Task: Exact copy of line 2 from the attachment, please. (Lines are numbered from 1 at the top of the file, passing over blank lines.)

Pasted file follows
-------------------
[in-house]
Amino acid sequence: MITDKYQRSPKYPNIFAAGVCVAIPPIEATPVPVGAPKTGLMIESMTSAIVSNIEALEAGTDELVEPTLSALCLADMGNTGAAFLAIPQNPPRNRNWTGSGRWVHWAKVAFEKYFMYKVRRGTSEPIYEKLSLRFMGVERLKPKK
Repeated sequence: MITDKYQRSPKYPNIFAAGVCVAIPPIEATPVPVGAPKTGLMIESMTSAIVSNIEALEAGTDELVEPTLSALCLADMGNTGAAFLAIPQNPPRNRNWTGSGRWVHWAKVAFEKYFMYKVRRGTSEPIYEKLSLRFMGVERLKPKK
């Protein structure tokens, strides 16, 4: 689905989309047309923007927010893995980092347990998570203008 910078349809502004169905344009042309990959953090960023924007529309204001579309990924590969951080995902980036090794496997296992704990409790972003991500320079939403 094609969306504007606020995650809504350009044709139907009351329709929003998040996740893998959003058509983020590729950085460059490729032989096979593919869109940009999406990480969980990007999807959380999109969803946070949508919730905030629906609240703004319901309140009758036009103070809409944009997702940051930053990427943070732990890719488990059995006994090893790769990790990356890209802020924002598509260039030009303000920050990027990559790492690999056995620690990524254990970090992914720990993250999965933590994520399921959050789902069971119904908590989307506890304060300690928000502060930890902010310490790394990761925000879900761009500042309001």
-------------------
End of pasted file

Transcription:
Amino acid sequence: MITDKYQRSPKYPNIFAAGVCVAIPPIEATPVPVGAPKTGLMIESMTSAIVSNIEALEAGTDELVEPTLSALCLADMGNTGAAFLAIPQNPPRNRNWTGSGRWVHWAKVAFEKYFMYKVRRGTSEPIYEKLSLRFMGVERLKPKK